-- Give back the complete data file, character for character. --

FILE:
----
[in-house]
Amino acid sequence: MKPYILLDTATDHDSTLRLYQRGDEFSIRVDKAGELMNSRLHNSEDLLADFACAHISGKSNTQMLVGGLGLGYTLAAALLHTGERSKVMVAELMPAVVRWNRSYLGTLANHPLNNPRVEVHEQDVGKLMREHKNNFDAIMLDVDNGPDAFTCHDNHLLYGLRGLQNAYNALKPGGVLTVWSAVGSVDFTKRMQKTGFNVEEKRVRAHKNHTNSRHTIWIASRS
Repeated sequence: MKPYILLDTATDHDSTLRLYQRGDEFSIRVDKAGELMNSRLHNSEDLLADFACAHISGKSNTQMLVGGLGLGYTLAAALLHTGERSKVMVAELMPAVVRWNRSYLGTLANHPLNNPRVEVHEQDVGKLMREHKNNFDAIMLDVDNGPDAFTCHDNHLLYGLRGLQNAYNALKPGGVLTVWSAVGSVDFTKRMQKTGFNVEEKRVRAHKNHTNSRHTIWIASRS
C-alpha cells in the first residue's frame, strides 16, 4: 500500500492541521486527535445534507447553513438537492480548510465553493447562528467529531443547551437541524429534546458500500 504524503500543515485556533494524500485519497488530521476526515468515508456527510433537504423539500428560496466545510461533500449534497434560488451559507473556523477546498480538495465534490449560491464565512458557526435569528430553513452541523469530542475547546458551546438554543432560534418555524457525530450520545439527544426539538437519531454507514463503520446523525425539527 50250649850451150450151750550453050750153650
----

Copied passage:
[in-house]
Amino acid sequence: MKPYILLDTATDHDSTLRLYQRGDEFSIRVDKAGELMNSRLHNSEDLLADFACAHISGKSNTQMLVGGLGLGYTLAAALLHTGERSKVMVAELMPAVVRWNRSYLGTLANHPLNNPRVEVHEQDVGKLMREHKNNFDAIMLDVDNGPDAFTCHDNHLLYGLRGLQNAYNALKPGGVLTVWSAVGSVDFTKRMQKTGFNVEEKRVRAHKNHTNSRHTIWIASRS
Repeated sequence: MKPYILLDTATDHDSTLRLYQRGDEFSIRVDKAGELMNSRLHNSEDLLADFACAHISGKSNTQMLVGGLGLGYTLAAALLHTGERSKVMVAELMPAVVRWNRSYLGTLANHPLNNPRVEVHEQDVGKLMREHKNNFDAIMLDVDNGPDAFTCHDNHLLYGLRGLQNAYNALKPGGVLTVWSAVGSVDFTKRMQKTGFNVEEKRVRAHKNHTNSRHTIWIASRS
C-alpha cells in the first residue's frame, strides 16, 4: 500500500492541521486527535445534507447553513438537492480548510465553493447562528467529531443547551437541524429534546458500500 504524503500543515485556533494524500485519497488530521476526515468515508456527510433537504423539500428560496466545510461533500449534497434560488451559507473556523477546498480538495465534490449560491464565512458557526435569528430553513452541523469530542475547546458551546438554543432560534418555524457525530450520545439527544426539538437519531454507514463503520446523525425539527 50250649850451150450151750550453050750153650